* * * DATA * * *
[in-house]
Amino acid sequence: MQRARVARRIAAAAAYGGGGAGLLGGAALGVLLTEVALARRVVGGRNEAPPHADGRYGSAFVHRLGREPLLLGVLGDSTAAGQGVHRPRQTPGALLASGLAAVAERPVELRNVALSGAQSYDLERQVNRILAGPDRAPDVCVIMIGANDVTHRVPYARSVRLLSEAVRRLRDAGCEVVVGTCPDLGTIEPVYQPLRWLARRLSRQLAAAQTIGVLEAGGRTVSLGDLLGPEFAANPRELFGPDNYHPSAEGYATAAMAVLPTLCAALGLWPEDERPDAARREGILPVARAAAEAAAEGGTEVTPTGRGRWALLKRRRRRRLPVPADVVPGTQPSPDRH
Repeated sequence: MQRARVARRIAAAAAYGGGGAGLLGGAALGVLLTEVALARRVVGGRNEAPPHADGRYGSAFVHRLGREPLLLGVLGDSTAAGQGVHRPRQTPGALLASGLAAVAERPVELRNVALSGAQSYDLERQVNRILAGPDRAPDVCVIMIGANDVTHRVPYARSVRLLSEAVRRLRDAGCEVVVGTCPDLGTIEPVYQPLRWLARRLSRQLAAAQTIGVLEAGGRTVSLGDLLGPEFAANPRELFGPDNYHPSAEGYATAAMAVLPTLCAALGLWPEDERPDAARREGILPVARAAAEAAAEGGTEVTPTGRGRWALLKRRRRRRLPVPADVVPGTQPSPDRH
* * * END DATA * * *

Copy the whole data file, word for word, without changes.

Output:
[in-house]
Amino acid sequence: MQRARVARRIAAAAAYGGGGAGLLGGAALGVLLTEVALARRVVGGRNEAPPHADGRYGSAFVHRLGREPLLLGVLGDSTAAGQGVHRPRQTPGALLASGLAAVAERPVELRNVALSGAQSYDLERQVNRILAGPDRAPDVCVIMIGANDVTHRVPYARSVRLLSEAVRRLRDAGCEVVVGTCPDLGTIEPVYQPLRWLARRLSRQLAAAQTIGVLEAGGRTVSLGDLLGPEFAANPRELFGPDNYHPSAEGYATAAMAVLPTLCAALGLWPEDERPDAARREGILPVARAAAEAAAEGGTEVTPTGRGRWALLKRRRRRRLPVPADVVPGTQPSPDRH
Repeated sequence: MQRARVARRIAAAAAYGGGGAGLLGGAALGVLLTEVALARRVVGGRNEAPPHADGRYGSAFVHRLGREPLLLGVLGDSTAAGQGVHRPRQTPGALLASGLAAVAERPVELRNVALSGAQSYDLERQVNRILAGPDRAPDVCVIMIGANDVTHRVPYARSVRLLSEAVRRLRDAGCEVVVGTCPDLGTIEPVYQPLRWLARRLSRQLAAAQTIGVLEAGGRTVSLGDLLGPEFAANPRELFGPDNYHPSAEGYATAAMAVLPTLCAALGLWPEDERPDAARREGILPVARAAAEAAAEGGTEVTPTGRGRWALLKRRRRRRLPVPADVVPGTQPSPDRH